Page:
You've worked hard, polished your first chapters until they glitter like a disco ball, and you paid some hard-earned cash to enter your baby into a contest. Your motives may be mixed: you might want to receive feedback to see how your story will be received, or you might want to get your work in front of a particular final-round judge. Either way, submit. You wait expectantly...and then the results come in.
I've had all sorts of contest results. The first contest I entered, over a decade ago, didn't go so well. (This was before the days of email entries, and my chapter was literally covered with red pen.) Since then, I've improved as a writer, and I've finaled in or won a few contests. It's been a humbling, exciting journey.
Through it all, I've had some excellent judges. These authors donated their time to help me on my journey to publication and pointed out areas where I could grow.
Not every judge has been like that. I don't need to elaborate, but I certainly appreciate the helpful judges I've had.
No matter what happens when you receive your contest results, finalist or not, good news or bad, excellent critique or comments that might seem barbed, it's my opinion that you should thank your contest judges. Even if they didn't seem to like your work a whit.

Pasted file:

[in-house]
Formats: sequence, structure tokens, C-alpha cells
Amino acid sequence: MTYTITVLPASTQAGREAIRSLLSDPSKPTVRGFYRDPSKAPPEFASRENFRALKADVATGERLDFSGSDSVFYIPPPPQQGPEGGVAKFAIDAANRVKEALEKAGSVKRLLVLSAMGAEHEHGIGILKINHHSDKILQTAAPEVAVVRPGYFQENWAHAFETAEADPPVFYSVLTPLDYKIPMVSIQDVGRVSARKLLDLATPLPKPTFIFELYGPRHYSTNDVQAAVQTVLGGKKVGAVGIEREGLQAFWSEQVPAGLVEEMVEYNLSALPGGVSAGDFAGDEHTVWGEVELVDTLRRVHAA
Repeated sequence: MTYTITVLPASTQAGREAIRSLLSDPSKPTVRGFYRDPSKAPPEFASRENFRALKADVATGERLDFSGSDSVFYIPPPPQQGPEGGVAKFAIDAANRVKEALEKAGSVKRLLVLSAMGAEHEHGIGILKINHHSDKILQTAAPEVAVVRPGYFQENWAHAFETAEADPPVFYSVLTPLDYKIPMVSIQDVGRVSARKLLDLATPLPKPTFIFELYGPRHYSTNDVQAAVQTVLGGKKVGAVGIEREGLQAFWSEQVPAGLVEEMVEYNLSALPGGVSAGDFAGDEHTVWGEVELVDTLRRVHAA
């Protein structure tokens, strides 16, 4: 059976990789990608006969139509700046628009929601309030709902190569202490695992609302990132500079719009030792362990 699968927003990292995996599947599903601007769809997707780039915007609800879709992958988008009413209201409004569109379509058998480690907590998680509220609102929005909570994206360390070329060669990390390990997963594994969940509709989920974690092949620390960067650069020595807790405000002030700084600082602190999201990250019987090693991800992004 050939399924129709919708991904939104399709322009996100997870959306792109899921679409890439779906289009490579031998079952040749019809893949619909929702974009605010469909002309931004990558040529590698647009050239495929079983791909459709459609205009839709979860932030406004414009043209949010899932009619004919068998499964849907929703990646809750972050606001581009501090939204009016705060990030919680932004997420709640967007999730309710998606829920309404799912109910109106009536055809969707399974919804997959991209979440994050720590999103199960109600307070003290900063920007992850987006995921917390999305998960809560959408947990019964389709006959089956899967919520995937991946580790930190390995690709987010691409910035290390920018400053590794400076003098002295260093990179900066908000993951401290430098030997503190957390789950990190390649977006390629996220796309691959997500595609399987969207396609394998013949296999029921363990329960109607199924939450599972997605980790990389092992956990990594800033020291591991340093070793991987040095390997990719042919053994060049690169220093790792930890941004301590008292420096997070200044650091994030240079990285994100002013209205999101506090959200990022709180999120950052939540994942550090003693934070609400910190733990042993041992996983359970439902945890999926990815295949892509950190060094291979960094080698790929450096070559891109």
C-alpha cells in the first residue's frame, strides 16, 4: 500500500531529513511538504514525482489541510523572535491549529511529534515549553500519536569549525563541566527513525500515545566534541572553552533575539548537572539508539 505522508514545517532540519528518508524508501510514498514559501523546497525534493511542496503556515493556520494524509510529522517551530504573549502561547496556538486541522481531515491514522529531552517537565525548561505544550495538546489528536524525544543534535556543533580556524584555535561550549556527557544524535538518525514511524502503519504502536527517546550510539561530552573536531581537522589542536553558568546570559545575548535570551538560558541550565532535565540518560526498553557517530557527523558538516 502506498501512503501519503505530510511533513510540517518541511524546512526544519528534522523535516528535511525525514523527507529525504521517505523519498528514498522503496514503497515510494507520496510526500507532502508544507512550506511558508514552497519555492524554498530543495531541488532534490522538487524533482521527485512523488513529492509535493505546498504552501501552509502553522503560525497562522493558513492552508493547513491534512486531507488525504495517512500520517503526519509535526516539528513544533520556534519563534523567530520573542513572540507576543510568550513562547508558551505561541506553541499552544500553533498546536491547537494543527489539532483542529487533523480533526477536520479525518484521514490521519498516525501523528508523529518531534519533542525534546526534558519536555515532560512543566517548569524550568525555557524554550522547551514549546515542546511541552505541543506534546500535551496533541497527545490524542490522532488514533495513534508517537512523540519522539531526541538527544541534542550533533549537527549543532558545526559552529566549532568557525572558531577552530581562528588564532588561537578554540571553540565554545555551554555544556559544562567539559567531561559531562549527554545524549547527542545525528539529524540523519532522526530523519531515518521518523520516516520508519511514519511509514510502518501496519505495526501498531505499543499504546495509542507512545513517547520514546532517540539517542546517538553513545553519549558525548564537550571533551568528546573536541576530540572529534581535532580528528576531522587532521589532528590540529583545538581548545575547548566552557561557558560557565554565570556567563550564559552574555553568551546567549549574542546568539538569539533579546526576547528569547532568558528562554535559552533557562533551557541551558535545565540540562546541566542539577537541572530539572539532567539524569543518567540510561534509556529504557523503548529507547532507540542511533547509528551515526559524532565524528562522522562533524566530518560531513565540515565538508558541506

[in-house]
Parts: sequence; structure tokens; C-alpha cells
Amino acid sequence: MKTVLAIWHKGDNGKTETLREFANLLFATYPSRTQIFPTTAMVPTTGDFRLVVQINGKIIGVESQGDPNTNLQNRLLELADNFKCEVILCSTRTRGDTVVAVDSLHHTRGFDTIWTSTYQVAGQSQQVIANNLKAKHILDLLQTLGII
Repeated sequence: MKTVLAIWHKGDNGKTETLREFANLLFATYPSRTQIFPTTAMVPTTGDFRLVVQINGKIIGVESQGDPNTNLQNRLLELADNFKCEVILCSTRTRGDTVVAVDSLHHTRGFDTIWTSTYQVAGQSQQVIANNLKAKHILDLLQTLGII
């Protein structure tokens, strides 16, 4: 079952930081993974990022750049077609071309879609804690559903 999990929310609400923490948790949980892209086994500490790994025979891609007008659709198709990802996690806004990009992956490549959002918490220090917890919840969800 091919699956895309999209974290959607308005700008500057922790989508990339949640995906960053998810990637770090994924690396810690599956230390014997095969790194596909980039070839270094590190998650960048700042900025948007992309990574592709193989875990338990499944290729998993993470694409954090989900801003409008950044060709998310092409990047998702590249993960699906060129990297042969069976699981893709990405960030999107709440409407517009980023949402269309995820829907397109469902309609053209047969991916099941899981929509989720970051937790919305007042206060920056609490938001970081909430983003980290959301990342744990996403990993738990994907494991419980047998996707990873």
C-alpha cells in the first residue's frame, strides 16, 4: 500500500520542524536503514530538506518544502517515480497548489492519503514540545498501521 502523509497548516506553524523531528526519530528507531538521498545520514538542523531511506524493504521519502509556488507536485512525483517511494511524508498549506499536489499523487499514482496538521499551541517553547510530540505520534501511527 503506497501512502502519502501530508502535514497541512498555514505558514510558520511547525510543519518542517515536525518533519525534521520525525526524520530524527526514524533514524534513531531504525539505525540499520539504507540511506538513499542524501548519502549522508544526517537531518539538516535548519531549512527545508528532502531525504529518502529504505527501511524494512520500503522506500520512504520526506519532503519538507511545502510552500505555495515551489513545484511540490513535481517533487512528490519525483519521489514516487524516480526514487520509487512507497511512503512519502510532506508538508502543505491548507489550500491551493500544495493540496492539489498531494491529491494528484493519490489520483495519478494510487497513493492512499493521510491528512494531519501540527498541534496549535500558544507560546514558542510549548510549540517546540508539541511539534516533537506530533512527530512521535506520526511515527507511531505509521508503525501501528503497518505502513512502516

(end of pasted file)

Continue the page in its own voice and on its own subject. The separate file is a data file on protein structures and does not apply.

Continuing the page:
Why? Well, these folks give up time they could be spending with their own writing or their families to help you and serve the organization running the contest. These folks enjoy the genre and want to see it thrive.
Are judges always right? Well, as a contest entrant and as a judge, I'd have to say no. None of us are perfect, nor do we know exactly how an editor will respond to a particular piece. I've disagreed with some of my contest judges. But this was good practice for getting my work in front of editors, and, when I'm published, readers. Not every reader of our work will like/agree with our style. We as authors have to get used to it. Grow a thicker skin, as the cliché goes.
It's also a good reminder that we have a choice when we offer critiques. Will we be encouraging, patient, helpful and hopeful, or snarky and rude?
But back to writing thank you notes. It's best, in my experience, to exhibit gratitude. It's good spiritual training, it extends to every aspect of my life. Home, church, community, and yes, writing. It keeps me grounded in what the Lord has done and is doing.
Writing thank you notes also shows others in the writing world that you are teachable. You are willing to learn and mature as a writer. You are humble and appreciate the help you're receiving from a judge.
Also, it's just plain old polite.
That said, not everybody writes thank you notes, and very few judges receive them. But after I wrote thank you notes, some of my judges contacted me directly with additional encouragement, advice, and open invitations to grow in a professional relationship.
Now that was worth every penny of the contest fee.